By Scott Kimmich
To the Editor:
NORWALK, Conn. – I was heartened to see HUD (U.S. Department of Housing and Urban Development) Secretary Donovan, Sen. Blumenthal, Gov. Malloy, and Congressman Himes standing in the Community Room of Washington Village and pledging millions to support “smart” redevelopment of Washington Village as part of HUD’s Choice Neighborhood plan to transform South Norwalk. What does smart redevelopment mean? And what does it mean when you are rebuilding in a flood plain?
The Choice Neighborhood program specifies that such a transformation would “create the conditions necessary for public and private reinvestment in distressed neighborhoods to offer the kinds of amenities and assets, including safety, good schools, and commercial activity, that are important to families’ choices about their community.”
Any program to achieve such conditions must come to grips with the fact of frequent flooding. The Federal Emergency Management Agency (FEMA) has just issued new guidelines that raises possible storm sea level from 8 feet to 12 feet and the flood plain extends almost all the way to Main Street. In order to satisfy the Choice Neighborhood specifications, Norwalk must invest in flood control, which it has avoided for years, but which is necessary for the transformation to take place.
We can’t expect to have a choice neighborhood that is constantly flooding from lunar high tides, let alone storm surges. The current plan is to build living quarters 15 to 18.5 feet above sea level and park cars at street level, moving them when flooding threatens. Is this one of the amenities of a choice neighborhood? Remember, much flooding in the area is caused by back-up of storm sewers at high tides.
Unlike Norwalk, some communities develop and execute plans to control coastal flooding. Annapolis, Md. is planning to put valves on storm sewers to prevent tidal and storm back-up. The resultant dry streets and parking places will be an amenity of the kind we need on Water Street and other streets along our waterfront.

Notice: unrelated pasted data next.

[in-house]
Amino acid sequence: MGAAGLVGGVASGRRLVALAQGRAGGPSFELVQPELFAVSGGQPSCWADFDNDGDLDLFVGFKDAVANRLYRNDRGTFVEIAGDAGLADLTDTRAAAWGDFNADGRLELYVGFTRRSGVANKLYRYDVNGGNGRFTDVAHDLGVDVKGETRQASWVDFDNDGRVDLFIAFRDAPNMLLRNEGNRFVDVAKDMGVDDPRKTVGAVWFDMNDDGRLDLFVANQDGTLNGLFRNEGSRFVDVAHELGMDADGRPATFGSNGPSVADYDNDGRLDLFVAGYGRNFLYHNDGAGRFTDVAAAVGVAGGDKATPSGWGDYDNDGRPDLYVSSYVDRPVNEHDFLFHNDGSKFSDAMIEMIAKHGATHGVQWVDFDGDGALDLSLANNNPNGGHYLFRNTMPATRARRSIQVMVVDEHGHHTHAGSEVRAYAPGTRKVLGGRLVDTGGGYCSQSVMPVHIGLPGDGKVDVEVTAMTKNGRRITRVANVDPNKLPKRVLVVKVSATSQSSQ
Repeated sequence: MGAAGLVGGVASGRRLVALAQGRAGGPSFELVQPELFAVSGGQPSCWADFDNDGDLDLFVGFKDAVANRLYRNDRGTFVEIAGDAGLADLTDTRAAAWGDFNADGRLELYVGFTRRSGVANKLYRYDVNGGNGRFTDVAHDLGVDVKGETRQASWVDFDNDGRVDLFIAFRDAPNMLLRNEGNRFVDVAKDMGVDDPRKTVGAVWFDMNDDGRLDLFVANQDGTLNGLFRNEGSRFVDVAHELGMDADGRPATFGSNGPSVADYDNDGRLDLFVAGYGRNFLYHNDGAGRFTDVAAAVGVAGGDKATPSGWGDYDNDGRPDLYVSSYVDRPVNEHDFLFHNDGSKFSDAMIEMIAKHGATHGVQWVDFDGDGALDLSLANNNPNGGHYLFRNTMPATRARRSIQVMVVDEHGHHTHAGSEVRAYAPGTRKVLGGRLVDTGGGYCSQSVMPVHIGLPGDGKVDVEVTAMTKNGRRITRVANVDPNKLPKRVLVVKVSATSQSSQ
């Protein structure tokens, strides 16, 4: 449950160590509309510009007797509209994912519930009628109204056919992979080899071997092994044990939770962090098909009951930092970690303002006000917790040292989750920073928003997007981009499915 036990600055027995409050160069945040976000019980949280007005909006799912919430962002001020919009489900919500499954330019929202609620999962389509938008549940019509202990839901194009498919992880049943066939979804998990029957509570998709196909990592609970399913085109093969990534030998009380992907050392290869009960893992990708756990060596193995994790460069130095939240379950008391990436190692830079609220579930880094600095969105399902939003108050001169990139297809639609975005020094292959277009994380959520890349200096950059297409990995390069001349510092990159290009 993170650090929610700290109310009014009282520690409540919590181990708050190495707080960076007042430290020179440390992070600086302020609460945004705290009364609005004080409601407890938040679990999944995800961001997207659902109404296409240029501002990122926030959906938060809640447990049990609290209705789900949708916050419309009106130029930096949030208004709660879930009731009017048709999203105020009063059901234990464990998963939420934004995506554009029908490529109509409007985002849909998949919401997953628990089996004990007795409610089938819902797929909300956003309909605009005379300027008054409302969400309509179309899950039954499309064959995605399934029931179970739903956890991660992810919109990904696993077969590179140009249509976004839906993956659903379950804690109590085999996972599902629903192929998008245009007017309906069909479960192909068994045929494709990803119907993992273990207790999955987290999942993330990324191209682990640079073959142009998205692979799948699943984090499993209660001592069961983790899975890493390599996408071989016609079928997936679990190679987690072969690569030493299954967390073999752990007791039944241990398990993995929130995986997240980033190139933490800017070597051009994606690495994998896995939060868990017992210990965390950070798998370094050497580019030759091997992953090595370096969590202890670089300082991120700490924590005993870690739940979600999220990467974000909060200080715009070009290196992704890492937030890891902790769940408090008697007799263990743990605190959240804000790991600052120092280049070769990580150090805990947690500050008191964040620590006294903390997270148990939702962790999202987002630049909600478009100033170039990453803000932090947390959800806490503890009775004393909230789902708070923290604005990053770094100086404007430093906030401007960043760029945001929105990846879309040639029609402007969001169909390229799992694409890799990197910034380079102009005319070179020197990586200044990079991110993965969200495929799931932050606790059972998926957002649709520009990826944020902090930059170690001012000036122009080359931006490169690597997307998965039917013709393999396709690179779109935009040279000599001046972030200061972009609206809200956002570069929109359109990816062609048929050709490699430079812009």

Annapolis also studied other means of mitigating the effect of tidal and storm surges, including temporary, easily installed flood walls with flood gates for side streets. These measures would greatly reduce flood damage during a significant storm like Sandy. (Water-filled berms might attenuate the effect of storms on the residences in Harbor View, and Shore Front Park.) Such mitigation costs money and right now Annapolis is hesitating to make the total investment, even though its exposure to coastal flooding is worse than ours.
Taxpayers in Norwalk have similar worries.
It would be a far better plan, without the need to worry about flood protection and mitigation, to move the whole project to the undeveloped 95/7 site. The problem, as one of the redevelopment planners told me, is that the land there is so much more expensive than the site in South Norwalk. But maybe that pricey land is cheaper than trying to mitigate flooding in South Norwalk. And maybe the project would kick-start the rest of 95/7 development. It’s worth looking at.
Some people, like Councilman Kimmel, warn that if Norwalk doesn’t build on the Housing Authority property, someone else will. “I’ll tell you frankly, if we were to build it in another place, in another decade you’d have luxury waterfront condos there. That’s what would happen,” he said. Right now, the waterfront is currently hundreds of yards away, but Mother Nature has been telling us that she agrees with Mr. Kimmel. Washington Village will soon be waterfront property, smart-built or not.
Using Mr. Kimmel’s argument, why wait? Let the Housing Authority sell its newly acquired land to those developers who are dying to build luxury waterfront condos, and use the proceeds to buy the land on which to rebuild Washington Village in the 95/7 area and everyone will be happy. Especially us taxpayers and the long-suffering residents of Washington Village.
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